The Times UK article states that I agree with the author of the Times UK article that unfortunately, a lot of behavioural science is being wasted on causes that can harm the public welfare. Examples include tobacco and alcohol marketing, political campaigns that put the nation at a disadvantage; you name it. Behavioural Science is a lot like white and black magic in a fantasy game, You may choose to be a healer or a dark knight, and the research methods and findings are at your disposal. The national-wide positive impact produced by the healers includes, to name a few:

  1. Saving lives by encouraging people to eat fruit — ‘Five a day’;
  2. Saving lives by promoting physical activity and healthy diets: Change4Life Campaign [5];
  3. Improving the quality of life and health of heart failure patients: REACH-HF — a national service supporting heart failure patients and their caregivers, a collaboration between behavioural scientists and cardiologists; [6];
  4. Common models of chronic disease self-management support [7];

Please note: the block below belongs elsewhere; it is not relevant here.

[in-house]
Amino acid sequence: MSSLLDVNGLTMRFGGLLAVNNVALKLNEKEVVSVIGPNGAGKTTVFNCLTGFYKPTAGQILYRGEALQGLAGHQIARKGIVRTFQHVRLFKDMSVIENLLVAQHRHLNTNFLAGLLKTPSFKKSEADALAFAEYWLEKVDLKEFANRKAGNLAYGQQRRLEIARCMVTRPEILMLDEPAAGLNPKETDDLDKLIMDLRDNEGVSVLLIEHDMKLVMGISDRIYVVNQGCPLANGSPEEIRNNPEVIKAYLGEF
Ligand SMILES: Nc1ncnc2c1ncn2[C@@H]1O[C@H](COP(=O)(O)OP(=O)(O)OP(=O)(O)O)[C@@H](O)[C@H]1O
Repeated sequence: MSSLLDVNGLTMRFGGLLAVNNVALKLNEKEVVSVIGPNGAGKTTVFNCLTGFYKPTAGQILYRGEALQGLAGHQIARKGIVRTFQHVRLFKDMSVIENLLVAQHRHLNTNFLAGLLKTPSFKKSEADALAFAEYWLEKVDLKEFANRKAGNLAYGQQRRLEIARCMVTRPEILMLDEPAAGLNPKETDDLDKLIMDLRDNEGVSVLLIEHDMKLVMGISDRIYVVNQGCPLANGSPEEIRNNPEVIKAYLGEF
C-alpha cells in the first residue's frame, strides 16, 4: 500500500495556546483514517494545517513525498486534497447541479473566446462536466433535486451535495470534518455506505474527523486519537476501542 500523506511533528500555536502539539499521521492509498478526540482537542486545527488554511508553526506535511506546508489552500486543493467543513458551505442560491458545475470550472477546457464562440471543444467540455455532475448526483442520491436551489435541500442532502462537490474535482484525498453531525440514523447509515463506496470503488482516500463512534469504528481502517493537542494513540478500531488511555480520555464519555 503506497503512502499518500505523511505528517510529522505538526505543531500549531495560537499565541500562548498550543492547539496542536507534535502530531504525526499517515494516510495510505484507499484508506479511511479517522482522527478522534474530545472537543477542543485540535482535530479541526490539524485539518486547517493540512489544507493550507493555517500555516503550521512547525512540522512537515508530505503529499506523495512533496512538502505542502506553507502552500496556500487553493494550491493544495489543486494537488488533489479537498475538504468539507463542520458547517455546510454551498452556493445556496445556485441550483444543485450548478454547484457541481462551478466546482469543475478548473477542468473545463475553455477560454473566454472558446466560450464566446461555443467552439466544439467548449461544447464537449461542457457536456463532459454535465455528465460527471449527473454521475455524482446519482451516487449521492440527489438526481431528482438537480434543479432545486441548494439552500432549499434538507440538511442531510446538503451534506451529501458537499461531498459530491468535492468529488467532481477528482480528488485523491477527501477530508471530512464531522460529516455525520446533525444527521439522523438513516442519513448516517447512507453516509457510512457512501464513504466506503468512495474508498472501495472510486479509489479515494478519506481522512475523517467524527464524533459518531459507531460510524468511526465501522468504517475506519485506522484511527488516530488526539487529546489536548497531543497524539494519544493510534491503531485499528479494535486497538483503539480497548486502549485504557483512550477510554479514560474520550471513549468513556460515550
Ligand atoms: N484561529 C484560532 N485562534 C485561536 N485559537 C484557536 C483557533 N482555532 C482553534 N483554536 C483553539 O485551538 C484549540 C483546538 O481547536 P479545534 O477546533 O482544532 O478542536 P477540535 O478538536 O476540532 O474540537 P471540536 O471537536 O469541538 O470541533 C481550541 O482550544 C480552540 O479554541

5. Stop smoking interventions and services that are recommended by the National Institute for Health and Care Excellence [8,9];
  6. Research on psychological stress and cardiovascular disease led to the recognition of the latter as an occupational hazard [10]. This provided the basis for occupational health guidelines.
  7. Behavioural Science and Disease Prevention Task Force at the British Psychological Society pin downs how to get people to self-isolate. You can follow-up on the latest research via @divhealthpsych @HealthPsychX on Twitter.

Behavioural scientists, at least the healers, will not stop here. We will collaborate with other scientists, self-reflect, improve and continue the efforts to benefit the public. Journalists are invited to become an impactful ally.

II. Journalists change behaviour and therefore, can improve or harm public welfare.